The singing interludes are full of talent but completely out of character with the film.  They feature the Sons of the Pioneers (including Roy Rogers) and jarred almost as much as Wayne’s mustache.

Interestingly, one scene shows the indians kidnapping a group of kids which, combined with the fact that the character of Wayne’s son was also pretty young at the time of filming means I can give a shout out to two surviving actors on this one: Claude Jarman Jr. and Karolyn Grimes.  If either is reading, hello!

In summary, the acting is good, the film is entertaining.  Certainly a good film, and one I enjoyed watching.  But I didn’t find it terribly groundbreaking or particularly memorable.

Recommended if you like Westerns.

 

Gustavo Bondoni is a novelist and short story writer whose most recent book is Jungle Lab Terror.  You can check it out here.

 

A Western that Managed to Make my Wife Forget She Hates Westerns

I watch the 1001 movies list with my long-suffering wife.  She normally enjoys the good ones (some of them more than I do) and sits through the strange, foreign or noir ones with long-practiced stoicism.  Mainly, she is an enthusiastic participant in the project and often asks for a film if we’re not too tired when our day ends.

But there is one exception: westerns.  She hates them and usually falls asleep in the middle, with clear instructions that I should watch the thing myself and not bug her.  She even abandoned My Darling Clementine halfway through.

John Wayne in Red River

Red River, however, was another story entirely.  After a couple of false starts we watched the entire movie until the end, even though I wanted to go to sleep and finish it the following day.

Why?

I think the answer lies in the unrelenting tension and the huge number of actual cows onscreen… and those two things are related.  Let me explain.

The tension is, to a certain degree, driven by the plot.  You have some guys trying to drive a herd a long way against all odds in an unforgiving land where both the elements and groups of bandits and indians are out to get them.  Then, in the middle of it, one of the main characters abandons the group in order to follow them and try to get revenge by killing he group’s leader.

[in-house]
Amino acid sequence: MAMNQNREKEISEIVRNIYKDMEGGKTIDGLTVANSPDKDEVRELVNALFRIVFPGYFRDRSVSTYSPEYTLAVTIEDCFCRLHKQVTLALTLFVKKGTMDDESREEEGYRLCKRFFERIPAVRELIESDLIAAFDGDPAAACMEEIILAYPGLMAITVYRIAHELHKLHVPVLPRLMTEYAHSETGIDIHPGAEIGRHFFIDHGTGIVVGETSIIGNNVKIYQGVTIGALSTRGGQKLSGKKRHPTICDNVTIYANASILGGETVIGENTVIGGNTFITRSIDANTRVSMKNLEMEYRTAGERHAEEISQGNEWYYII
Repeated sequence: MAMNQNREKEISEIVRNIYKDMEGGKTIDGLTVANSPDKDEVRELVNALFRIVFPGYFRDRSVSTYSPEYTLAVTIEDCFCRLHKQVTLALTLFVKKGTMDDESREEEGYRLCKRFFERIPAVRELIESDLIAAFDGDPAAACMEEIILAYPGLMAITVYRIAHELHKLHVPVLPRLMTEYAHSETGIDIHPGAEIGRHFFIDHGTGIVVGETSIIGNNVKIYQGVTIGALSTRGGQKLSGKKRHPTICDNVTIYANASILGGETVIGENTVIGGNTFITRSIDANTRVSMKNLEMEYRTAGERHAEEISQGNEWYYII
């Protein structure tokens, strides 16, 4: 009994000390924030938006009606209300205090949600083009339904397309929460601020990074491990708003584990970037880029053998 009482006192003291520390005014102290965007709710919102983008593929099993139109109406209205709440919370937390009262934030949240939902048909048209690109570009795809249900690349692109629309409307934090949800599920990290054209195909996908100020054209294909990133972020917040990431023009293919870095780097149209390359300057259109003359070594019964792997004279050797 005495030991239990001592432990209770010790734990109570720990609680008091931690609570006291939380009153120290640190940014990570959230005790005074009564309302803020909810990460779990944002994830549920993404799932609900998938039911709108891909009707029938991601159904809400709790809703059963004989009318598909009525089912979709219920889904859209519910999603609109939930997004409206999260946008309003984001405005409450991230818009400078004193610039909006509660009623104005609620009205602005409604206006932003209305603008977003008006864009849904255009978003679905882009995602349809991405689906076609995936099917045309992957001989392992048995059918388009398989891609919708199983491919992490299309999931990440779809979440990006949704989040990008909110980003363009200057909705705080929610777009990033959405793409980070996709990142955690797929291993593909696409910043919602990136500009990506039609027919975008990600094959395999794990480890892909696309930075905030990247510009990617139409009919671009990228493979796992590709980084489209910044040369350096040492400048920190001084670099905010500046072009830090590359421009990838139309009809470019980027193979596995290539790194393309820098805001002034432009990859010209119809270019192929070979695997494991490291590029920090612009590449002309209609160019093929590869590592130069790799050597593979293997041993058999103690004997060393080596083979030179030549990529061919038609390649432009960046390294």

I think what makes the whole thing seem real, though is that the cows are on screen a good chunk of the time.  There are lots of them, and they are really there.  They’re big, they’re constantly moving and, somehow, they make everything seem real.  There’s a stampede scene which is probably the most memorable scene in the film.

Red River Film Poster

The acting is superb and, of course, John Wayne is the ultimate tough guy who hides his deepest feelings from outside scrutiny.  It works spectacularly well, and there’s little question as to why the film was beloved from the word go.  It is most definitely the opposite of a chick flick, and all the stronger for it.

Of course, if you’re the kind of person who is offended by either John Wayne or the attitudes prevalent in the 1940s, this one will shock you to the core – Westerns of this era are not for the socially sensitive.  The rest of you should go out and find this film as soon as you can.

And enjoy what might just be The Duke’s best performance in a film so good even my wife approves.

 

Gustavo Bondoni is a novelist and short story writer who has never written a western.  However he has recently launched a collection of short SF and Fantasy stories which you can check out here.